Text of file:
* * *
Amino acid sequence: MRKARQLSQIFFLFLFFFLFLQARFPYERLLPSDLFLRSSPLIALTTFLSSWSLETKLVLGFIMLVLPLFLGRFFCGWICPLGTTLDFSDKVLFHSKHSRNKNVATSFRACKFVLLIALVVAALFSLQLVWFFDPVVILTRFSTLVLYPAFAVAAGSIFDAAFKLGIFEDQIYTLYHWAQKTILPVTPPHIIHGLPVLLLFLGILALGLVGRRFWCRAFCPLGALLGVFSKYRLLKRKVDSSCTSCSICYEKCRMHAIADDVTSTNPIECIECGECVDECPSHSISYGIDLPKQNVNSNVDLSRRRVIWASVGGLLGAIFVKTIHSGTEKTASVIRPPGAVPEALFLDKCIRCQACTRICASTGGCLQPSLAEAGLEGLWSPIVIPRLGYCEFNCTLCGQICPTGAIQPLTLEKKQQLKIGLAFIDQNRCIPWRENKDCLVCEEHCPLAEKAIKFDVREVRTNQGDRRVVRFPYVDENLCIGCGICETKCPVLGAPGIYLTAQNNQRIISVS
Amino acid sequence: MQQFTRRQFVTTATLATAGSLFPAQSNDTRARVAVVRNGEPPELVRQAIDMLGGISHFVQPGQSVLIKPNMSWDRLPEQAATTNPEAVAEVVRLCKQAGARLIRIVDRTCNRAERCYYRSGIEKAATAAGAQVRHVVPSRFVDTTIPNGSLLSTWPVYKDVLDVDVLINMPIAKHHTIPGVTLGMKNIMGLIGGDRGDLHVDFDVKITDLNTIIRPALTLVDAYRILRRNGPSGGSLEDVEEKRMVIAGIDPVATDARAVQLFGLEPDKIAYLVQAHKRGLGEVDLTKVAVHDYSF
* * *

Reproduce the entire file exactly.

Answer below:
Amino acid sequence: MRKARQLSQIFFLFLFFFLFLQARFPYERLLPSDLFLRSSPLIALTTFLSSWSLETKLVLGFIMLVLPLFLGRFFCGWICPLGTTLDFSDKVLFHSKHSRNKNVATSFRACKFVLLIALVVAALFSLQLVWFFDPVVILTRFSTLVLYPAFAVAAGSIFDAAFKLGIFEDQIYTLYHWAQKTILPVTPPHIIHGLPVLLLFLGILALGLVGRRFWCRAFCPLGALLGVFSKYRLLKRKVDSSCTSCSICYEKCRMHAIADDVTSTNPIECIECGECVDECPSHSISYGIDLPKQNVNSNVDLSRRRVIWASVGGLLGAIFVKTIHSGTEKTASVIRPPGAVPEALFLDKCIRCQACTRICASTGGCLQPSLAEAGLEGLWSPIVIPRLGYCEFNCTLCGQICPTGAIQPLTLEKKQQLKIGLAFIDQNRCIPWRENKDCLVCEEHCPLAEKAIKFDVREVRTNQGDRRVVRFPYVDENLCIGCGICETKCPVLGAPGIYLTAQNNQRIISVS
Amino acid sequence: MQQFTRRQFVTTATLATAGSLFPAQSNDTRARVAVVRNGEPPELVRQAIDMLGGISHFVQPGQSVLIKPNMSWDRLPEQAATTNPEAVAEVVRLCKQAGARLIRIVDRTCNRAERCYYRSGIEKAATAAGAQVRHVVPSRFVDTTIPNGSLLSTWPVYKDVLDVDVLINMPIAKHHTIPGVTLGMKNIMGLIGGDRGDLHVDFDVKITDLNTIIRPALTLVDAYRILRRNGPSGGSLEDVEEKRMVIAGIDPVATDARAVQLFGLEPDKIAYLVQAHKRGLGEVDLTKVAVHDYSF